Island tour

Argosy Cruises Blake Island Tour, Native Dance a Seattle Tourism Icon (Video)

Visiting Blake Island offers many experiences in Seattle.

You can see the downtown skyline and the waterfront as you come and go from Pier 55.

You sail through the waters of Elliott Bay, passing the Alki Point Lighthouse into Puget Sound.

You dine on an alder-smoked salmon barbecue in the village of Tillicum, while native dancers and storytellers from the Coast Salish tribes perform.

And you can relax on an island where the only resident is the person who runs it as a state park.

You get it all when you sail with Argosy Cruises.

Launched as a tourist attraction in 1962, the year Seattle held its World’s Fair, the Tillicum Village Tour saw more than a million dollar improvements before last season.

The routine had become a bit stale, with barely a change since 1993, the year President Bill Clinton convened a meeting of 13 Asia-Pacific heads of state at the island’s Indigenous-style longhouse. .

Attendance has dropped over the years, from a peak of 100,000 in the late 1970s to around 50,000 in 2010. It picked up again last year.

To breathe new life into it, the show was revamped to feature more traditions from the native tribes, and the buffet was upgraded with an emphasis on local and healthier foods.

Goodness knows the Tillicum Village tour has ample competition for Seattle tourism dollars. There’s a lot of competition in the same business, with Argosy’s other three boat tours of Seattle’s harbor, locks and lakes.

Being a relatively expensive way ($80 or so) for tourists to spend part of the day, the Tillicum Village tour had better be good. And it’s!

If you hit it when the sun is shining, like I did, there might not be a better way to spend a day in Seattle.

The downtown Seattle skyline as Argosy Cruises returns to port after a trip to Tillicum Village.

Arriving on the downtown Seattle waterfront just after the morning commute, I easily found surface parking a short walk down the Alaskan Way from Pier 55. I was lucky enough to to get a seat on the upper deck of the Goodtime II cruise ship, then even luckier when four Japanese tourists arranged their chairs so no one could walk past and block the view.

It was pure bliss to watch the skyline recede, state ferries plying the inland waters, pleasure boats spreading their sails, and the Olympic Mountains pushing up on the western horizon. Mount Rainier dominated the southern view.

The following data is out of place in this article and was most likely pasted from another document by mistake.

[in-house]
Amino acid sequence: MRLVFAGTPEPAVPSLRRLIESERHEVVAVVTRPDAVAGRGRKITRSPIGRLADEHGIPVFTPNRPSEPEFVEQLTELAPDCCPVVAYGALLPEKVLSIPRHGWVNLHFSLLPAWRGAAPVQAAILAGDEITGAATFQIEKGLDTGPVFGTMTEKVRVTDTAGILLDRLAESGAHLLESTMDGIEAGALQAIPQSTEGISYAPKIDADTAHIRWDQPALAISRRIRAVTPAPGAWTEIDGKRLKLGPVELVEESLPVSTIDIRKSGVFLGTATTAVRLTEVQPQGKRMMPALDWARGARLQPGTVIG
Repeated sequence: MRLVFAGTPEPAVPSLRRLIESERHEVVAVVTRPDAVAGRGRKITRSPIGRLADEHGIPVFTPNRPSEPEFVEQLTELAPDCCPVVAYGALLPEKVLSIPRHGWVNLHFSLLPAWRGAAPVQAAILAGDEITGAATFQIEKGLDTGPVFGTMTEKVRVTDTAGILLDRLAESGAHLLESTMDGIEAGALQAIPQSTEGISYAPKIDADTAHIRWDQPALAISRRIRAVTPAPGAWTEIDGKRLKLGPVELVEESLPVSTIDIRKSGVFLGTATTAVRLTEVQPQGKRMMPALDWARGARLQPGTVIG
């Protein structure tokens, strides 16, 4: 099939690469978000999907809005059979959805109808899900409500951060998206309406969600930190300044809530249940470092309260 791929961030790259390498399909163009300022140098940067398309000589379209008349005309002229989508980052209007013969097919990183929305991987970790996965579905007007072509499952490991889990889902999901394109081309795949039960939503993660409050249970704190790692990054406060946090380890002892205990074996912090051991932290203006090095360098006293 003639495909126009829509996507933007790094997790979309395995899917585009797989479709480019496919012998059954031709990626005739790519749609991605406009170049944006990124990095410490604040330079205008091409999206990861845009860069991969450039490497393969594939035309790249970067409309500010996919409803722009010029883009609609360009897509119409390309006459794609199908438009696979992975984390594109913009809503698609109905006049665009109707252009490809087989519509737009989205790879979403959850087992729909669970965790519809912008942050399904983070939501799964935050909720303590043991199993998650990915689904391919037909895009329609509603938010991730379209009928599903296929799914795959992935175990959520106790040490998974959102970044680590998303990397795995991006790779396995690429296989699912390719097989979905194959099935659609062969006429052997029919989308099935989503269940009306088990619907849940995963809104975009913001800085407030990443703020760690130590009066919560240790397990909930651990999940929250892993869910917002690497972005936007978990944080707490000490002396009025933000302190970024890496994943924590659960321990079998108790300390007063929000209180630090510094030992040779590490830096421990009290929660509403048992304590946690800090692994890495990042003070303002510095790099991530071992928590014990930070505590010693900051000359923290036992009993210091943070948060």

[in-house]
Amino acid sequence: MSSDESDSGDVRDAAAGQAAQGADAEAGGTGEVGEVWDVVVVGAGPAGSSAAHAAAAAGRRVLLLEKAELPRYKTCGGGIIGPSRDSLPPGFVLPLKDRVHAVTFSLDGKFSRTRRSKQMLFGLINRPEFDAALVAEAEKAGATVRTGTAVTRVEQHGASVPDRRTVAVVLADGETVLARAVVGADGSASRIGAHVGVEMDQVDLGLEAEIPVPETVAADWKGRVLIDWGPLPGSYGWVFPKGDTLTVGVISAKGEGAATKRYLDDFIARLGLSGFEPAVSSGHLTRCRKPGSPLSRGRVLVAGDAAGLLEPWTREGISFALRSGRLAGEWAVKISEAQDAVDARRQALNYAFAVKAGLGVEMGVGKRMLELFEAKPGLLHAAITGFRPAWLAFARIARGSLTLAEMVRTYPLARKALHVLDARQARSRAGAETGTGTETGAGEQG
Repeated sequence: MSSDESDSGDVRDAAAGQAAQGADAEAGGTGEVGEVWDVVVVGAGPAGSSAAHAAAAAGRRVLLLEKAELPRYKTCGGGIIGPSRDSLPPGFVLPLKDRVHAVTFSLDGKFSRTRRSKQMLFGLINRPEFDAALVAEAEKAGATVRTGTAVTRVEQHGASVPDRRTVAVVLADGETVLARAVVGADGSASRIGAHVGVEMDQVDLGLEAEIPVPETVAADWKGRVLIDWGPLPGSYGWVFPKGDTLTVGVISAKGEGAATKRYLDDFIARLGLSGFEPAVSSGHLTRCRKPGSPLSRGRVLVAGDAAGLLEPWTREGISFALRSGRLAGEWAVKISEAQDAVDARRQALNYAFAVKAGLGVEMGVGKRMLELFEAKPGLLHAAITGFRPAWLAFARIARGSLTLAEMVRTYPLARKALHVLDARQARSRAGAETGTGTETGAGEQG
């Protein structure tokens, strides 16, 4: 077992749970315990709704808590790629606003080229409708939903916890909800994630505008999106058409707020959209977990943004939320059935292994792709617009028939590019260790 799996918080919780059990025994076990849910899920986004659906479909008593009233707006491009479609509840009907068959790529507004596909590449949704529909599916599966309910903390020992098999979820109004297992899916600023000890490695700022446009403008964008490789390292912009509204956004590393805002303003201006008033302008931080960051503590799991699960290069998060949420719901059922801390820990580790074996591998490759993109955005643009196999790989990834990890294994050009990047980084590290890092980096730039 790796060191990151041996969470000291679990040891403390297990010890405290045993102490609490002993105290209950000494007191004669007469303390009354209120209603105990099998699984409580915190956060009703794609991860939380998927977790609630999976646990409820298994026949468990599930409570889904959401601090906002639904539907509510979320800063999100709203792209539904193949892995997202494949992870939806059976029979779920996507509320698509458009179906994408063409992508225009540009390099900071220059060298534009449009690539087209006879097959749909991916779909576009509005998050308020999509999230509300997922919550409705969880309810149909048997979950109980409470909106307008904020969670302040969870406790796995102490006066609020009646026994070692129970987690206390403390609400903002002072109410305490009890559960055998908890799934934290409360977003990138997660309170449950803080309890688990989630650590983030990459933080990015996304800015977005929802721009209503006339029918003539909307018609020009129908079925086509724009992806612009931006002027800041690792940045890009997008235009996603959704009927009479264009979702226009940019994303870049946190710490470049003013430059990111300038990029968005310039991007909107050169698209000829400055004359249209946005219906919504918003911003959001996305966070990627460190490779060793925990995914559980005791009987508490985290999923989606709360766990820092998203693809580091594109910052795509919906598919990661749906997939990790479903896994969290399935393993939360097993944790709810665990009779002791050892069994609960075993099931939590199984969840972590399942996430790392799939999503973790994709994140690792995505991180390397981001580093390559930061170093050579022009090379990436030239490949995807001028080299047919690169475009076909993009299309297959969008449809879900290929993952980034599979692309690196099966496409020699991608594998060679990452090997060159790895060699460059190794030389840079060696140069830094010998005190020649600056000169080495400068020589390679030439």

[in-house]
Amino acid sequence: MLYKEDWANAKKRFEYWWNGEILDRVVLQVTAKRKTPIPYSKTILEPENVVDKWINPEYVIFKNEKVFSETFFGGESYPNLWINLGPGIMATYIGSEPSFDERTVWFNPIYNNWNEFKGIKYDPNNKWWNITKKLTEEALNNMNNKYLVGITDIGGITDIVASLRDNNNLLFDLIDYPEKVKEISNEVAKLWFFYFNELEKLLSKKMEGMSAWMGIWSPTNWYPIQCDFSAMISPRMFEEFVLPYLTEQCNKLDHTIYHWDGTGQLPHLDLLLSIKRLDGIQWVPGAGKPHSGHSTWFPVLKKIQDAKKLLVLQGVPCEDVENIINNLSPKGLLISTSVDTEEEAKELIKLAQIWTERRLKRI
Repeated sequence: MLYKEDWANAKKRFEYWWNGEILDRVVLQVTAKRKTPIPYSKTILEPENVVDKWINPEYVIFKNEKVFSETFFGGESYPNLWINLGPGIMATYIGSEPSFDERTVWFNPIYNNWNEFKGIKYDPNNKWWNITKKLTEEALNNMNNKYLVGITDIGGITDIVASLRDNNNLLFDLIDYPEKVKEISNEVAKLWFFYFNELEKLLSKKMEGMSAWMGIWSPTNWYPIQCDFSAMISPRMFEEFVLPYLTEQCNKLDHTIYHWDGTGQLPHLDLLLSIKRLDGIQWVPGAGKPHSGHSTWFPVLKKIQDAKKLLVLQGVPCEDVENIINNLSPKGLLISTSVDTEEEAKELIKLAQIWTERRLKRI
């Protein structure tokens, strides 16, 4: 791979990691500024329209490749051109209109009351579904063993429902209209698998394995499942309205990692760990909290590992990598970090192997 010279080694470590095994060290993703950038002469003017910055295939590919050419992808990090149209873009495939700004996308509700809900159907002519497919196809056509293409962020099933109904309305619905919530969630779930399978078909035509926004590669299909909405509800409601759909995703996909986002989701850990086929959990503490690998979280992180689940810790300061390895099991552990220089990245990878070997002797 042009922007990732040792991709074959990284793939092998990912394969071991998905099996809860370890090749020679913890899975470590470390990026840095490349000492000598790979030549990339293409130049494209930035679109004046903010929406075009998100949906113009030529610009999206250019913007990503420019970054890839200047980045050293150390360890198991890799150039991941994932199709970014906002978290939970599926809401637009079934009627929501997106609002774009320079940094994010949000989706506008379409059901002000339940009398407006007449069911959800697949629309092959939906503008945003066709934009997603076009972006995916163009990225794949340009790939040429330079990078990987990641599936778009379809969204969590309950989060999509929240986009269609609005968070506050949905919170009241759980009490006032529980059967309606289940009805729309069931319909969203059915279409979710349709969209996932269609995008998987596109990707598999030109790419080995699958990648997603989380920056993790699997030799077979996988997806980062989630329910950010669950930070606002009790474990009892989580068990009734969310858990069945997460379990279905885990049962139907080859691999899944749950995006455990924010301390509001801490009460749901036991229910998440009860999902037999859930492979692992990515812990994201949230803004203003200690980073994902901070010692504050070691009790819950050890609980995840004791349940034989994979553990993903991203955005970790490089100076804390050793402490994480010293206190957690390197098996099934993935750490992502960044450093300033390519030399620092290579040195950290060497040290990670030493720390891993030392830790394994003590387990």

After 45 minutes, we docked on

where development is restricted to the village site of Tillicum. One cast member greeted us by beating on a drum, while others greeted us with mugs filled with steamed clams. After sucking up the meat, we added to a catwalk that was already covered in crushed clam shells.

The lunch buffet included chinook salmon cooked over an alder wood fire, wild rice, fresh fruit, Northwest stew and more. Diners settled in with a berry cobbler and coffee as the 23-minute show began.

The new program uses more special effects and narration than the old show. The holograms projected on stage are so authentic that it is difficult to know if a person is real or projected. The finale is a dance by three men wearing 60-pound cedar masks.

TR.BlakeIslandDrummer_5023_9.JPGA drummer dressed in native clothing greets arriving passengers at the village of Tillicum on Blake Island.

As the crowds marched by, many stopped to have their photos taken with the masked dancers in the lobby. The laughter counter shot the dial

(see the video).

Before boarding the boat, there was time for a brief tour of the island. Nestled between the much larger islands of Bainbridge and Vashon, Blake Island is a popular cruising and kayaking destination, with three small state park campgrounds and stunning views of the distant horizon, mountains and the water.


If you are going to:

Argosy Cruises’ tour of Tillicum Village on Blake Island in Puget Sound departs from Pier 55 on the Seattle waterfront March through October (weekends only after Labor Day). Information at 206-623-1445,

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